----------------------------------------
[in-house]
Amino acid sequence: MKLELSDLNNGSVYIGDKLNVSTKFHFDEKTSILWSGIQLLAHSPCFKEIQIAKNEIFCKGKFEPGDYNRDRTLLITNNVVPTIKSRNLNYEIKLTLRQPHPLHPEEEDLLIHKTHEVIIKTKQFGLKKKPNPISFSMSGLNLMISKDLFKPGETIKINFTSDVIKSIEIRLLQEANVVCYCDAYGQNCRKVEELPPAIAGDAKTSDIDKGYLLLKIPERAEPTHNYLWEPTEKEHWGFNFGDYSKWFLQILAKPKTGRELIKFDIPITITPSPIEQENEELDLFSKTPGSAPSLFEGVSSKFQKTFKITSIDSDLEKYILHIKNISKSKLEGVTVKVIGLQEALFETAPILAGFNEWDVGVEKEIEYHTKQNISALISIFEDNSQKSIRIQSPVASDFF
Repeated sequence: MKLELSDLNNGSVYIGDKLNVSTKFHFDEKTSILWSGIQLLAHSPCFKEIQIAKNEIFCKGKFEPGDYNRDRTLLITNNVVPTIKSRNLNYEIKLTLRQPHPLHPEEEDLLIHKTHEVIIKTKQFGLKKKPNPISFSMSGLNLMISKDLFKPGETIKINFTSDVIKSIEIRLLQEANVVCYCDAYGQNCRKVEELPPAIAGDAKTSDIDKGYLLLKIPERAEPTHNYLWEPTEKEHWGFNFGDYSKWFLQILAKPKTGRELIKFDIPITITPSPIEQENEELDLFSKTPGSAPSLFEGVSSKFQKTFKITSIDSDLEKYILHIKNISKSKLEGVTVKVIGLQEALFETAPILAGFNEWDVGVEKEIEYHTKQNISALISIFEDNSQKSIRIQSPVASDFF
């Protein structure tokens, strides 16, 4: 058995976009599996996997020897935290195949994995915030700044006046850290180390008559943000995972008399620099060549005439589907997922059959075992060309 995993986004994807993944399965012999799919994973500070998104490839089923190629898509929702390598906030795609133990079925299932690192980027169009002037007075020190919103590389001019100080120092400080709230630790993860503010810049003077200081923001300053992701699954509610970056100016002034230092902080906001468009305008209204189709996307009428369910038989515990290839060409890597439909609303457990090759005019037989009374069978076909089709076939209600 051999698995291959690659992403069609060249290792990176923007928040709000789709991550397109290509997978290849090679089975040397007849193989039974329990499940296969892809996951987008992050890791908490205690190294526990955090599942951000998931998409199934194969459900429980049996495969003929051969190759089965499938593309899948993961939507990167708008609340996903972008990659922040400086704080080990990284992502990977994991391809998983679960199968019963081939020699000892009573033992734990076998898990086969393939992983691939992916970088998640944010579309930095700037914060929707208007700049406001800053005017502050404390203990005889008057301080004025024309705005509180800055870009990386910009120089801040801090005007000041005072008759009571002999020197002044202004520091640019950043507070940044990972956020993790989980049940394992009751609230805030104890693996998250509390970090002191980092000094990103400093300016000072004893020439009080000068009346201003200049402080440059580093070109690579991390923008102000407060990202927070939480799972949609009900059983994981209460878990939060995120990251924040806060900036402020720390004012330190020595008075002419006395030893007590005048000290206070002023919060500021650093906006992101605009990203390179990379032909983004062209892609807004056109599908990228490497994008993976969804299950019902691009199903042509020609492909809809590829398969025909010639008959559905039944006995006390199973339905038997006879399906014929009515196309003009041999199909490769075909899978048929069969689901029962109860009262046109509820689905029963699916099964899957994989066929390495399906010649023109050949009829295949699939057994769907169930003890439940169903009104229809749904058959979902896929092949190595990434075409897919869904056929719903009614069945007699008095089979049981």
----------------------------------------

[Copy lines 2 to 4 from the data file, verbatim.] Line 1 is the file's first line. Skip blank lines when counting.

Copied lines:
Amino acid sequence: MKLELSDLNNGSVYIGDKLNVSTKFHFDEKTSILWSGIQLLAHSPCFKEIQIAKNEIFCKGKFEPGDYNRDRTLLITNNVVPTIKSRNLNYEIKLTLRQPHPLHPEEEDLLIHKTHEVIIKTKQFGLKKKPNPISFSMSGLNLMISKDLFKPGETIKINFTSDVIKSIEIRLLQEANVVCYCDAYGQNCRKVEELPPAIAGDAKTSDIDKGYLLLKIPERAEPTHNYLWEPTEKEHWGFNFGDYSKWFLQILAKPKTGRELIKFDIPITITPSPIEQENEELDLFSKTPGSAPSLFEGVSSKFQKTFKITSIDSDLEKYILHIKNISKSKLEGVTVKVIGLQEALFETAPILAGFNEWDVGVEKEIEYHTKQNISALISIFEDNSQKSIRIQSPVASDFF
Repeated sequence: MKLELSDLNNGSVYIGDKLNVSTKFHFDEKTSILWSGIQLLAHSPCFKEIQIAKNEIFCKGKFEPGDYNRDRTLLITNNVVPTIKSRNLNYEIKLTLRQPHPLHPEEEDLLIHKTHEVIIKTKQFGLKKKPNPISFSMSGLNLMISKDLFKPGETIKINFTSDVIKSIEIRLLQEANVVCYCDAYGQNCRKVEELPPAIAGDAKTSDIDKGYLLLKIPERAEPTHNYLWEPTEKEHWGFNFGDYSKWFLQILAKPKTGRELIKFDIPITITPSPIEQENEELDLFSKTPGSAPSLFEGVSSKFQKTFKITSIDSDLEKYILHIKNISKSKLEGVTVKVIGLQEALFETAPILAGFNEWDVGVEKEIEYHTKQNISALISIFEDNSQKSIRIQSPVASDFF
């Protein structure tokens, strides 16, 4: 058995976009599996996997020897935290195949994995915030700044006046850290180390008559943000995972008399620099060549005439589907997922059959075992060309 995993986004994807993944399965012999799919994973500070998104490839089923190629898509929702390598906030795609133990079925299932690192980027169009002037007075020190919103590389001019100080120092400080709230630790993860503010810049003077200081923001300053992701699954509610970056100016002034230092902080906001468009305008209204189709996307009428369910038989515990290839060409890597439909609303457990090759005019037989009374069978076909089709076939209600 051999698995291959690659992403069609060249290792990176923007928040709000789709991550397109290509997978290849090679089975040397007849193989039974329990499940296969892809996951987008992050890791908490205690190294526990955090599942951000998931998409199934194969459900429980049996495969003929051969190759089965499938593309899948993961939507990167708008609340996903972008990659922040400086704080080990990284992502990977994991391809998983679960199968019963081939020699000892009573033992734990076998898990086969393939992983691939992916970088998640944010579309930095700037914060929707208007700049406001800053005017502050404390203990005889008057301080004025024309705005509180800055870009990386910009120089801040801090005007000041005072008759009571002999020197002044202004520091640019950043507070940044990972956020993790989980049940394992009751609230805030104890693996998250509390970090002191980092000094990103400093300016000072004893020439009080000068009346201003200049402080440059580093070109690579991390923008102000407060990202927070939480799972949609009900059983994981209460878990939060995120990251924040806060900036402020720390004012330190020595008075002419006395030893007590005048000290206070002023919060500021650093906006992101605009990203390179990379032909983004062209892609807004056109599908990228490497994008993976969804299950019902691009199903042509020609492909809809590829398969025909010639008959559905039944006995006390199973339905038997006879399906014929009515196309003009041999199909490769075909899978048929069969689901029962109860009262046109509820689905029963699916099964899957994989066929390495399906010649023109050949009829295949699939057994769907169930003890439940169903009104229809749904058959979902896929092949190595990434075409897919869904056929719903009614069945007699008095089979049981």